It's No Longer Business as Usual - Government Office Closures Due to Coronavirus

By Steve Schemenauer

As the coronavirus (COVID-19) continues to wreak havoc on businesses and government offices nationwide, recent communications from county recording offices throughout the United States indicate they are reducing their hours and/or closing their offices until further notice. Many are not accepting mailed documents, walk-in recordings or even electronic recordings; while others are only accepting electronic recordings that will be processed as the newly limited time allows. These limited hours and office closures present a serious risk to owners, contractors and lenders alike.

Depending on your jurisdiction, the failure to timely file recording documents could have a huge impact on your property rights. For example, a contractor’s failure to timely file liens with their respective government office could result in a decreased priority, or worse, the total loss of lien rights in jurisdictions where it must be recorded within a specific time period. Contractors could also face exposure to increased liability in cases where they are contractually obligated to keep a property lien-free, but cannot do so because of their inability to timely file releases or satisfactions. Similarly, owners who cannot get timely lien releases or satisfactions recorded face a continuing cloud on their title, potentially resulting in lost financing, additional transaction costs, and/or potentially jeopardizing their real estate transactions in total. Finally, lenders’ lien rights may be diminished or barred, and their lending transactions could be significantly impacted by the coronavirus closures.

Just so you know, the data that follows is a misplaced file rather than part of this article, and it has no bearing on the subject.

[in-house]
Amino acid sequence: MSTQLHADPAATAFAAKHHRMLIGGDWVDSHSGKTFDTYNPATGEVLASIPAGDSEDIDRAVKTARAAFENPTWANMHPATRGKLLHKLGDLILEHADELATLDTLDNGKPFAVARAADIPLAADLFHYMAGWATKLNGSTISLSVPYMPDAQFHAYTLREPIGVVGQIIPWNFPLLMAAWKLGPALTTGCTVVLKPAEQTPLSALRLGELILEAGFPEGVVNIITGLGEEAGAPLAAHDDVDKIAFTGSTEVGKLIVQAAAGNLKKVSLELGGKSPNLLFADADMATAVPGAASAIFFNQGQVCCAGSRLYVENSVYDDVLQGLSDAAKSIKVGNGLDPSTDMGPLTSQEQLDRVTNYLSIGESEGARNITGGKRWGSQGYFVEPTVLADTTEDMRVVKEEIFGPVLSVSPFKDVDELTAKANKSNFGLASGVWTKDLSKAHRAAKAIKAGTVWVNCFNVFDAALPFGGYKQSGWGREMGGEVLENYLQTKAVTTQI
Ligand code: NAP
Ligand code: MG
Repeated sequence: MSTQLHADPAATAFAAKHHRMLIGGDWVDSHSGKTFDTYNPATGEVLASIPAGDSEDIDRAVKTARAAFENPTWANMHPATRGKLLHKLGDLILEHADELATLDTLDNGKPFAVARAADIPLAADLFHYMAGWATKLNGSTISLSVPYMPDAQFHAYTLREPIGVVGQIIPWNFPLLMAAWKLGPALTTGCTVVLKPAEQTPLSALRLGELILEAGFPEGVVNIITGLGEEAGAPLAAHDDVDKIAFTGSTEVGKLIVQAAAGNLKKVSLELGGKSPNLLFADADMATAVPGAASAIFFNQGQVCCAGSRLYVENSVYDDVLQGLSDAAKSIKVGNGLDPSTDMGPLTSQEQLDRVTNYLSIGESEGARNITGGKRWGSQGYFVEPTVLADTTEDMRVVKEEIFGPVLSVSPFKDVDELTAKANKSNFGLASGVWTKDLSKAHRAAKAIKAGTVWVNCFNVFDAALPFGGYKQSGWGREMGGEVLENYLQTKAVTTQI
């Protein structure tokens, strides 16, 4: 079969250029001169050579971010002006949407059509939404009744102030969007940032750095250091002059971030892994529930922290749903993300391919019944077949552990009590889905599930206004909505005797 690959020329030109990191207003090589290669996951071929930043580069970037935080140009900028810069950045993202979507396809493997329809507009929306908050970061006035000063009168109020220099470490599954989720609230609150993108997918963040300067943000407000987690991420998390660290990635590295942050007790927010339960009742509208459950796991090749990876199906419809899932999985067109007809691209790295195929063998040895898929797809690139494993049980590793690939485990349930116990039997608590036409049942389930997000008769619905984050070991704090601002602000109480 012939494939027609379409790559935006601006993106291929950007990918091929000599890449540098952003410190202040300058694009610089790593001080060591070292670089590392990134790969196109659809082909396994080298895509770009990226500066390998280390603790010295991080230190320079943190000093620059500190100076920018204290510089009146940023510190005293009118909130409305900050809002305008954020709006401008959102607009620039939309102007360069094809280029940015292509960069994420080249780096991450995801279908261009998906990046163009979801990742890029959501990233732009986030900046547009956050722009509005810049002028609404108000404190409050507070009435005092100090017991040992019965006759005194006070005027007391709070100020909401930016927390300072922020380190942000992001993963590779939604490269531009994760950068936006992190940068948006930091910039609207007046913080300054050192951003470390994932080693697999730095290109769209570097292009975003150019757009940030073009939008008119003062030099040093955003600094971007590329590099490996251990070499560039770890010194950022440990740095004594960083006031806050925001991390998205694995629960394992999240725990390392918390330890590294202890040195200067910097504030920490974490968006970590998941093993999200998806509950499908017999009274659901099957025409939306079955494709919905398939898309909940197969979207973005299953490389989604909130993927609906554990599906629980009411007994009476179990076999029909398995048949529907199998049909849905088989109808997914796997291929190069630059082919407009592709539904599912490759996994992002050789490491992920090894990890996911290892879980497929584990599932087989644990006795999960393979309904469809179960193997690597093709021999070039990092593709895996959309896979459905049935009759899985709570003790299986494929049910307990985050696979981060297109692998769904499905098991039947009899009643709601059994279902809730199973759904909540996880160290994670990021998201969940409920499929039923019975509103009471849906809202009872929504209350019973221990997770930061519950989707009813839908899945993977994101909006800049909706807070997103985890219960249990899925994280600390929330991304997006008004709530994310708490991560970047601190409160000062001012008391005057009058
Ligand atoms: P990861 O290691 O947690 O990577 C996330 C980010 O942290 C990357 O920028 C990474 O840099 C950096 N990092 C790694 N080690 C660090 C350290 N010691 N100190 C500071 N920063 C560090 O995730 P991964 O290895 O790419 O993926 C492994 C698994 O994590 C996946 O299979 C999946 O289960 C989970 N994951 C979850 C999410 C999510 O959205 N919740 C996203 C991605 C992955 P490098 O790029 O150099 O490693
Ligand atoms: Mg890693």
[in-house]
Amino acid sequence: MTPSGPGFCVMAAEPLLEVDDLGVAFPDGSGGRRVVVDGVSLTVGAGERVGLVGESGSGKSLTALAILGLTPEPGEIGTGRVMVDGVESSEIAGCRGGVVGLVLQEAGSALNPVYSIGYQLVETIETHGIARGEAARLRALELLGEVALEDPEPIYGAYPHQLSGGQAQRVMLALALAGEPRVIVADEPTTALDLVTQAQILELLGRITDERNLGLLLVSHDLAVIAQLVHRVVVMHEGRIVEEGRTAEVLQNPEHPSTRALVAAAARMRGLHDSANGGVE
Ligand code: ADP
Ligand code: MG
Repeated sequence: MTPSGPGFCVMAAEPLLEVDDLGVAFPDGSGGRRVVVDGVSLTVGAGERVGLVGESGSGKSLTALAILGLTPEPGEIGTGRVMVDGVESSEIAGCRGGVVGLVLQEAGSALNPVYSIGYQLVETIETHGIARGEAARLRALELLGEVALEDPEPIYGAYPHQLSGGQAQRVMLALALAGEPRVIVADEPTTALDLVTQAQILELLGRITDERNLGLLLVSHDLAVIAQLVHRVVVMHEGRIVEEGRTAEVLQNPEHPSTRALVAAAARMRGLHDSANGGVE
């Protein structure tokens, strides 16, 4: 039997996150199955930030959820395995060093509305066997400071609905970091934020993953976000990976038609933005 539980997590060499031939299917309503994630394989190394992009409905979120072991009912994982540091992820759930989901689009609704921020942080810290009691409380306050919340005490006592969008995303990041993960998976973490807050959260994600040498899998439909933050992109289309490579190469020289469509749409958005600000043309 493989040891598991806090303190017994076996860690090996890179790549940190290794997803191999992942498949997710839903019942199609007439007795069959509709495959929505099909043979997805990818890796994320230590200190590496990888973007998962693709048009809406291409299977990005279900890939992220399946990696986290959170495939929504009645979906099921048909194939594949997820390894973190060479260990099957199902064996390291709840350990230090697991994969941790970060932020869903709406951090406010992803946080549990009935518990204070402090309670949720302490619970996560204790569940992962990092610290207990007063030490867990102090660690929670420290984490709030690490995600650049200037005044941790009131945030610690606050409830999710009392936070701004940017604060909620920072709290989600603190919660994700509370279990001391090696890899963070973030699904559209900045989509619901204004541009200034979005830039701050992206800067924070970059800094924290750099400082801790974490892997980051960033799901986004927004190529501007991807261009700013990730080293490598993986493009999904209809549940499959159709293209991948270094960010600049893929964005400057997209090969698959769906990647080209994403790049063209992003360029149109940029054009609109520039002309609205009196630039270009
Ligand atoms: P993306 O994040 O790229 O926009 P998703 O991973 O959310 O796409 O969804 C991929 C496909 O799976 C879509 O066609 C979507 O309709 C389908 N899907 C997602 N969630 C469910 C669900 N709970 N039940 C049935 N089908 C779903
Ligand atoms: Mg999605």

As the nation continues to combat COVID-19, and people develop ways to protect their lives and businesses, the following recommendations may help you preserve your property rights: 

  • Plan ahead. Do not wait until the last minute to file your documents, as the uncertainty of hours and closures may foreclose that opportunity completely, or at least diminish your property rights.
  • Confirm the manner in which your local government office is accepting documents, and ensure you comply with the new requirements. It is no longer business as usual.
  • Get confirmation of delivery receipts, whether by mail or electronically, to provide an argument that your filing was timely, notwithstanding the limited hours or office closure.
  • Communicate with all parties on the project to avoid running afoul of your contractual obligations.
  • When in doubt, seek advice, counseling and assistance from your trusted real estate, lending, or construction law practitioner.
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